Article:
Wednesday, 2 December 2009

We Are One - A Celebration of Tribal Peoples

Even before you get past the front cover, you know that this is going to be the ultimate coffee-table book. And the contents do live up to your expectations, with photographs that are both stunning and fascinating. Even if, after watching in-depth documentaries like Tribe or Amazon, you think you've seen it all before, you'll still be mesmerised and surprised in equal measures. Whereas television can give you sound and movement, the advantage of still photography is that you can pause and focus on each tiny little detail. You mum always drummed into you that it was rude to stare at people but this book gives you the opportunity to do just that and really scrutinise each fascinating picture. Just one example of this is the aerial view of the caribou migration, something I'd seen and been impressed by on the Planet Earth DVD. On the photo, however close you look, they really do look just like ants, even more so than on the TV version.

The book is divided into several themed chapters : Land - Survival - Belonging - Celebration - Shaman - Wisdom - Exile - Resistance. We really see the highs and lows of tribal life and come away with our eyes opened to the persecution and injustice that many tribespeople have to face. Some of the images and phrases will haunt you and continue to make you think long after you have closed the book. One quotation that seemed particularly poignant just after Thanksgiving was : "The phrase 'the discovery of America' is obviously inaccurate. What they discovered was an America that had been discovered thousands of years before by its inhabitants. Thus what took place was the invasion of America - an invasion by a very alien culture." One particularly powerful photo that took my breath away was a lone tribesman in tribal costume, fist raised in rebellion, facing a whole line of soldiers in full riot gear.

As well as containing a few long texts, the book offers a huge variety of phrases, proverbs and quotations from various tribal leaders. The editor explains that "the text that accompanies the photographs used in We Are One does not always reflect the tribal people shown in the image. The juxtaposition is intentional in order to illustrate the universal nature of some tribal beliefs and values." While this does indeed prove the universality of tribal wisdom, I would have liked to have known which tribe or at least which area of the globe was being represented in each photograph. The final pages do offer a recap of the photos with this information but it is awkward to keep flipping to the back of the book each time you want to know.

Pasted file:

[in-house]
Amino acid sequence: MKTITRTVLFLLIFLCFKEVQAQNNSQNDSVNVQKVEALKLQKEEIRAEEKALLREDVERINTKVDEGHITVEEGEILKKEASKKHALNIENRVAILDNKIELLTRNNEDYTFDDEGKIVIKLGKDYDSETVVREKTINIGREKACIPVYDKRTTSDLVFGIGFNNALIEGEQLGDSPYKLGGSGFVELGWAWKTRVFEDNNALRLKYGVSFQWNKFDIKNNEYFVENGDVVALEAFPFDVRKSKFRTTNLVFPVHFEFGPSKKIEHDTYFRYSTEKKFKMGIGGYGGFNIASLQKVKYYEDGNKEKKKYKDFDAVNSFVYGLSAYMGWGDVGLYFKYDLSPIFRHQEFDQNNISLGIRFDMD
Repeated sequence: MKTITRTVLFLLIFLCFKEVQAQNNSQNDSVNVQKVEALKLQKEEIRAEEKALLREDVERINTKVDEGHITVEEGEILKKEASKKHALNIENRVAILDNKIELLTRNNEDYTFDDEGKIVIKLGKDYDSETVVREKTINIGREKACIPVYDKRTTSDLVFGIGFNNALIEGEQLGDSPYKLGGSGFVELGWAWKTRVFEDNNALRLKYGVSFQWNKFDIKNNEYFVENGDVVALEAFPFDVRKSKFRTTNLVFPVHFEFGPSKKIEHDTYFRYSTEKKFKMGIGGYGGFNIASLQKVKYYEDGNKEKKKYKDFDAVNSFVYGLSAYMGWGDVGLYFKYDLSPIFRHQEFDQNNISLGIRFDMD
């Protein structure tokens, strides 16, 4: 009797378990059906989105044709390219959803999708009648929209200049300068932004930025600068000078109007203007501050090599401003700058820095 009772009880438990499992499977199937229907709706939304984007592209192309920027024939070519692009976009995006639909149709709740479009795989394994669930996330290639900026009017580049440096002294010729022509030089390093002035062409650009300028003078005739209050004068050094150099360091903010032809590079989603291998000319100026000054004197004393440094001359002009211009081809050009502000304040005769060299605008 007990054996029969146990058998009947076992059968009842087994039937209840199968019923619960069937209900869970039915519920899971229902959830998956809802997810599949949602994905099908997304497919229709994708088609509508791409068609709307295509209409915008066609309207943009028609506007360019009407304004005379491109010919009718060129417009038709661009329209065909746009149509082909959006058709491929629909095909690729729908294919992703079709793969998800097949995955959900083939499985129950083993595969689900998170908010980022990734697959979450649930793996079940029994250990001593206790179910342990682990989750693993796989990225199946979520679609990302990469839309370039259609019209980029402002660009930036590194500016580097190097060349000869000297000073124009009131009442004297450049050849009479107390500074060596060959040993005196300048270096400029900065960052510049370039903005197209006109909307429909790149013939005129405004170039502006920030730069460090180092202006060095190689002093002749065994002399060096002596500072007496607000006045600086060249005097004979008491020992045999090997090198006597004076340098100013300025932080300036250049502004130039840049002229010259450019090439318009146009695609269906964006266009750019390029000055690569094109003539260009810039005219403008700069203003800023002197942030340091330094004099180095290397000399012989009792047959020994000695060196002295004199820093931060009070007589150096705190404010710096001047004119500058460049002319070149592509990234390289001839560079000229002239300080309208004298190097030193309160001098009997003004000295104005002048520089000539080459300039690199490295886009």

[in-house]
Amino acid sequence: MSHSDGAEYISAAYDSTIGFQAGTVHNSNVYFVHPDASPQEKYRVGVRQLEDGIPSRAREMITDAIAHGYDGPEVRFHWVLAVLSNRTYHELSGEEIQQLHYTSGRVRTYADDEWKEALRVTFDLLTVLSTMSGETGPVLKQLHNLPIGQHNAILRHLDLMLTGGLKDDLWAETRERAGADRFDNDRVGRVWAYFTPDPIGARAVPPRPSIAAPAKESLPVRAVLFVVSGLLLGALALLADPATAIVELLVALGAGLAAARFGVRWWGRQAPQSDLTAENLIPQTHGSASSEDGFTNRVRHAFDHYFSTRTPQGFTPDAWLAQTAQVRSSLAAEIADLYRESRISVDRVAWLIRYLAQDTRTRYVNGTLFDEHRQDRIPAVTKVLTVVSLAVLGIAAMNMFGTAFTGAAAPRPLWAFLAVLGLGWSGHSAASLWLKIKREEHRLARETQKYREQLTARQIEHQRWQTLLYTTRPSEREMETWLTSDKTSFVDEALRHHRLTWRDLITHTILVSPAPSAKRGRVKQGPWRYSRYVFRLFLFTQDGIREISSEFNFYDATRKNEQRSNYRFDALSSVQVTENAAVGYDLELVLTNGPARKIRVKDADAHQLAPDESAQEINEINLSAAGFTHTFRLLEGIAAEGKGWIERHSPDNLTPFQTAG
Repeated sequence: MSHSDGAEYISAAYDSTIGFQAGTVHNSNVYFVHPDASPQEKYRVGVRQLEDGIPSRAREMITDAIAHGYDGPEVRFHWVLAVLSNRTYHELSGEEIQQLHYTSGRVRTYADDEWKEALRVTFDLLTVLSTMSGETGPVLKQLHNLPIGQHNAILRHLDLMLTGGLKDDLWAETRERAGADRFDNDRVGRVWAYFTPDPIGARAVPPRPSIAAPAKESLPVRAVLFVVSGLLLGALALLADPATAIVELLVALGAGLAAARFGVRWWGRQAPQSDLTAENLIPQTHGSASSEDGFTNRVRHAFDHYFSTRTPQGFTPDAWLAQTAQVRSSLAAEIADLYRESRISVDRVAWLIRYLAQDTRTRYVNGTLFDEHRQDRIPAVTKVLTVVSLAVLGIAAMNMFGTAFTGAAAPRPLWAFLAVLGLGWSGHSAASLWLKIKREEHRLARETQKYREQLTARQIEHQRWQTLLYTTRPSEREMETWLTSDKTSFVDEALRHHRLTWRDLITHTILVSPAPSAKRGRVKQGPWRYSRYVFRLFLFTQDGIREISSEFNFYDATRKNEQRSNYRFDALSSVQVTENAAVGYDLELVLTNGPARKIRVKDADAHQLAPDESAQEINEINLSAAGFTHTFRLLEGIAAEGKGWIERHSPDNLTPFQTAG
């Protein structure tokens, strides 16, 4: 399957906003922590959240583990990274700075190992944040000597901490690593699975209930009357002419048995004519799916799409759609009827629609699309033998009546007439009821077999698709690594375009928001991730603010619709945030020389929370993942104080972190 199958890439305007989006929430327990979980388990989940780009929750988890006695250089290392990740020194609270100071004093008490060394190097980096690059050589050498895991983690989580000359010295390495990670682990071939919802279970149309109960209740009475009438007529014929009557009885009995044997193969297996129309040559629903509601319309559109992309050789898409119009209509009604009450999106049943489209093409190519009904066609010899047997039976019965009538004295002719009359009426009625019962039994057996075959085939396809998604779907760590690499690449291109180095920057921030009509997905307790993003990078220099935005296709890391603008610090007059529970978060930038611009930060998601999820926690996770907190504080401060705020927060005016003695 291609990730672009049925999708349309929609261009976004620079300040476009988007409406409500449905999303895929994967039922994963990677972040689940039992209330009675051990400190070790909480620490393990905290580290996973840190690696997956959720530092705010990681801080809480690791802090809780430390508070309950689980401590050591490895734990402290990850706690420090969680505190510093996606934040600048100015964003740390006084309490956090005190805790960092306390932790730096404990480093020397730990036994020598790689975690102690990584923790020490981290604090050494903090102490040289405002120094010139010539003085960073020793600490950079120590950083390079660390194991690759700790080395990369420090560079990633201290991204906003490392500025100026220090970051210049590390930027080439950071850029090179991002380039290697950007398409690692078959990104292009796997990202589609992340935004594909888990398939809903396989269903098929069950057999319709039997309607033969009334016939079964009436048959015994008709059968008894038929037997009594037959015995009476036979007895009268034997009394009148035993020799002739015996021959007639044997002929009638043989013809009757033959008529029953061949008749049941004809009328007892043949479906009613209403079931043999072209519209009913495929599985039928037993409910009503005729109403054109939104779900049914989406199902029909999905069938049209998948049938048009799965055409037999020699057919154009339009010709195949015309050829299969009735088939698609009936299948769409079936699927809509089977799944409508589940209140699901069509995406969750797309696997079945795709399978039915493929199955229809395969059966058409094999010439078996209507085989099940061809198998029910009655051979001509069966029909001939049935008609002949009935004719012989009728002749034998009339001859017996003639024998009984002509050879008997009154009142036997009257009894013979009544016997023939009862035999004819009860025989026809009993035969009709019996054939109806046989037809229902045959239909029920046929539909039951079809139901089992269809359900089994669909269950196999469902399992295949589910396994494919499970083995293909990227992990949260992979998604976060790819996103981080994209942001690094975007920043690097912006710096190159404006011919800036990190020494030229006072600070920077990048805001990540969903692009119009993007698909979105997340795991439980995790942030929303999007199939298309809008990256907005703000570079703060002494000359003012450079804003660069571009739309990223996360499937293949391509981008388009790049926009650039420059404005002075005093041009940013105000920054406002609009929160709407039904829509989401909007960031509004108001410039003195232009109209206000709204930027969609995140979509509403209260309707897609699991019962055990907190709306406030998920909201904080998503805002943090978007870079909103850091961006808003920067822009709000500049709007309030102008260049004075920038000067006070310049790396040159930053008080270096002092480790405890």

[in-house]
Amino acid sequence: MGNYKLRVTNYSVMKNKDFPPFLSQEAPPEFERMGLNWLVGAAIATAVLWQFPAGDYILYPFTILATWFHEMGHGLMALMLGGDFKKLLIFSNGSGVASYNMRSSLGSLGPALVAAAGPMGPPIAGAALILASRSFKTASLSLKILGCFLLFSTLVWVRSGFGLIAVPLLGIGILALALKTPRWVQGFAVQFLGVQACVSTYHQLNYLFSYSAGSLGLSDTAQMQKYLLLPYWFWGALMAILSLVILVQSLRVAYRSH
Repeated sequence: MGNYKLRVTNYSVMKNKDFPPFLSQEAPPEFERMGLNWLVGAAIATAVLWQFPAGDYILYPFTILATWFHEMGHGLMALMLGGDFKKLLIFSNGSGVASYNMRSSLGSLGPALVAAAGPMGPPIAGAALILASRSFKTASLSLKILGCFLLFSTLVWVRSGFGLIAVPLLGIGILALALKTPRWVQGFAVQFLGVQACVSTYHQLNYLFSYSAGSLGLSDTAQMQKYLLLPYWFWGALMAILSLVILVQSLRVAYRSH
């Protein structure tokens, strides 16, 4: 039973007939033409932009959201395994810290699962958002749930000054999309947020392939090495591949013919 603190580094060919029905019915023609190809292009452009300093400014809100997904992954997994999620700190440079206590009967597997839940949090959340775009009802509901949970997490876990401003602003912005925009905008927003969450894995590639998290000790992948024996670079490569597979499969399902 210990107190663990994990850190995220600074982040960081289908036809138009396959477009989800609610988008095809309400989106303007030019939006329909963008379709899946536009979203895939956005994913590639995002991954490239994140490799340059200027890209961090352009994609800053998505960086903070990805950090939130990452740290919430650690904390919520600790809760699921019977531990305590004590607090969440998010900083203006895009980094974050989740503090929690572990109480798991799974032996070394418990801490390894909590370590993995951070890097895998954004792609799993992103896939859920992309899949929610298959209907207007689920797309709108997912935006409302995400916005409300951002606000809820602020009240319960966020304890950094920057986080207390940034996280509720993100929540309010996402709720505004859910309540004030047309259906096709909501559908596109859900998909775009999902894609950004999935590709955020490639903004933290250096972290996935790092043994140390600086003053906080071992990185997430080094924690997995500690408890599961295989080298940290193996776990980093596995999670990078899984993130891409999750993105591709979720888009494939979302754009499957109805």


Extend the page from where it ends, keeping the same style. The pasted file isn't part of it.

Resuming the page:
All royalties go to Survival International for their 40th anniversary and to fund their ongoing campaigning for the rights of tribal people worldwide. "Survival International has long sought to give tribal people a voice, a platform that they would not otherwise have. We Are One is such a platform. It portrays, in the words of tribespeople from every continent, their lives, homelands, cultures and problems, and is both a celebration and a collective call to arms. In a unique act of solidarity, their united voice is supported by beautiful and thought-provoking contributions from international supporters, writers and photographers. They entreat the world to listen to tribal peoples' wisdom and advice, and join them in the fight for their rights." Although it is hard not to be moved by the heartfelt tales of their plight, you don't have to be a militant eco-warrior to enjoy the book.

In the foreword, a tribal leader explains : "Mori Kami Yamaki - We Are All One. This is the essence of this book. We all share a common humanity, and we are unified by our mother, the Earth. We have different cultures and languages, yet in a much older and deeper way, we are all from one. The same spirit of life lives in us all. Without our shared ancestors, none of us would be here. We are all connected : this will never change." But despite this oneness, there is also such a diversity of cultures presented. "Different people, different ideas and different beliefs make life so much more interesting", as one Mohawk tribesperson rightly says.

It is a huge theme, which could never be covered in its entirety, however extensive the research and however rich the book. As Bruce Parry, star of the aforementioned Amazon and Tribe series of documentaries says : "Our programmes were snapshots, but valid nonetheless".

It is a book that is both beautiful and poignant. One that will stun you as much for the artistic detail of the photographs - the shaft of light slanting through the trees or the vivid red of the tribal child's oversized flipflops standing out against the greenery of the surrounding forest - as for the eternal wisdom reflected in the tribespeoples' words. As one Gana Bushman from Botswana declares : "We are educated in the things we know. We can pass on our knowledge to the rest of the world. I can be a lecturer, even though I have not been to school." The tribespeoples' message comes through loud and clear and reading this book is as much an education as a moment of entertainment. You can't help but be moved and fascinated.

star rating : 5/5

RRP : £30

Hardcover: 224 pages
Publisher: Quadrille Publishing Ltd (16 Oct 2009)
ISBN-10: 1844007294
ISBN-13: 978-1844007295

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